The 5 characteristics of resilient leaders

Deloitte’s research identifies five attributes of resilient organisations that serve as a strategic, operational, and cultural guidepost. Resilient organisations did not necessarily predict the events of 2020, but they withstood the immense pressures by enabling and promoting nimble strategies, nurturing adaptive cultures, and implementing and effectively using advanced technologies.

The survey suggests that organisations that deliberately build the following attributes into their operations and cultures are better positioned to overcome disruptions and help usher in a “better normal.” They are:

Prepared. Successful business leaders plan for all outcomes, both short- and long-term. More than 85pc of those surveyed whose organisations successfully balanced addressing short- and long-term priorities felt they had pivoted very effectively to adapt to the events of 2020; fewer than half of organisations without that balance felt the same.

Adaptable. Leaders recognise the importance of having versatile employees, especially after a year like 2020. To that end, flexibility/adaptability was, by far, the workforce trait business leaders said was most critical to their organisations’ futures. Nearly three out of four respondents from organisations that had implemented actions to make their workforce more adaptable—such as by training or reskilling workers, implementing worker redeployment programs, or offering flexible working options—said their organisations are doing a good job at cultivating resilient cultures compared to just about half of organisations who didn’t have such programmes in place.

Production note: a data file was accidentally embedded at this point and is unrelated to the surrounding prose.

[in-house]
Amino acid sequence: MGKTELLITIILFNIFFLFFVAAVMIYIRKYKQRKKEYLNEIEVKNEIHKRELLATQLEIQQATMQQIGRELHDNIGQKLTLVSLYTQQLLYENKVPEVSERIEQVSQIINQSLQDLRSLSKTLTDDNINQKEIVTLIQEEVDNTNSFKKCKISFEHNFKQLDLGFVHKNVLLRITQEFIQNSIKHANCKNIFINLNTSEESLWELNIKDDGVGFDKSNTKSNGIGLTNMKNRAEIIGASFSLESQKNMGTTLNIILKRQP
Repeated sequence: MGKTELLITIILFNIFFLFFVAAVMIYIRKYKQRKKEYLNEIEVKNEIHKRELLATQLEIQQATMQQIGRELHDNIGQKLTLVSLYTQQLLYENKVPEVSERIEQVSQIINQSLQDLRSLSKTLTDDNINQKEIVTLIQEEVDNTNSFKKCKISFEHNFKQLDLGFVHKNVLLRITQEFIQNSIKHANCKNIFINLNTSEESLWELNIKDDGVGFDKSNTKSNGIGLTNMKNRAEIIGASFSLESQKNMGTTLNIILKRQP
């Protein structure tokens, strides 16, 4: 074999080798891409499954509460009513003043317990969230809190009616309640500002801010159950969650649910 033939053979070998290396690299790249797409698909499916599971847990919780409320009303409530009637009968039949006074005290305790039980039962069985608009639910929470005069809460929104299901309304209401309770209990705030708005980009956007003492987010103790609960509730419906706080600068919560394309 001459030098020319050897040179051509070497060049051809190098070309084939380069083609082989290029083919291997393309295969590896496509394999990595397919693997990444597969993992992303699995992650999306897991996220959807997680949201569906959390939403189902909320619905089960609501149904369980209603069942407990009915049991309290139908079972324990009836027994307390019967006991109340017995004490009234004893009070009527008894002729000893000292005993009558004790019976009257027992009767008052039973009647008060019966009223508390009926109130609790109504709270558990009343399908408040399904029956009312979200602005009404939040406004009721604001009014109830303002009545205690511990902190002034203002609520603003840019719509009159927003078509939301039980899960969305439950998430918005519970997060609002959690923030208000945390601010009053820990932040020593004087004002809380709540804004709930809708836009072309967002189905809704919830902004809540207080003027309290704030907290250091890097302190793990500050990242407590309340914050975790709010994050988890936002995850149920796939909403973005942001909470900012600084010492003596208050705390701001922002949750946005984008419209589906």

Collaborative. Business leaders indicated the importance of collaboration within their organisations, noting that it sped decision-making, mitigated risk, and led to more innovation. Two-thirds of respondents who said their companies removed silos in their organisations before the pandemic reported managing the events of 2020 better than their peers. Technology was a critical enabler of collaboration throughout the pandemic. Just 22pc of those surveyed said their organisations had the technologies needed to facilitate remote working before the pandemic. Forty-two percent developed and adopted these technologies out of necessity during the year.

Trustworthy. Business leaders understand the challenge of building trust with key stakeholders, yet many did not feel they had lived up to the task. More than a third of respondents were not confident their organisations had maintained trust between leaders and employees. In the context of the pandemic, physical, emotional, and digital trust were particularly important. Organisations that prioritised the physical safety of their employees and customers, the mental health and morale of their employees, and the security of their data weathered 2020 better than those who did not.

Responsible. Most business leaders acknowledge that the business world has a responsibility beyond the bottom line. Eighty-seven percent of C-suite executives who said they have done very well at balancing all of their stakeholders’ needs felt that their organisations could quickly adapt and pivot in response to disruptive events. That is nearly 50 percentage points more than the proportion of C-suite executives who said the same at organisations that haven’t done well at balancing their stakeholders’ needs.

By John Kennedy (

Published: 25 January 2021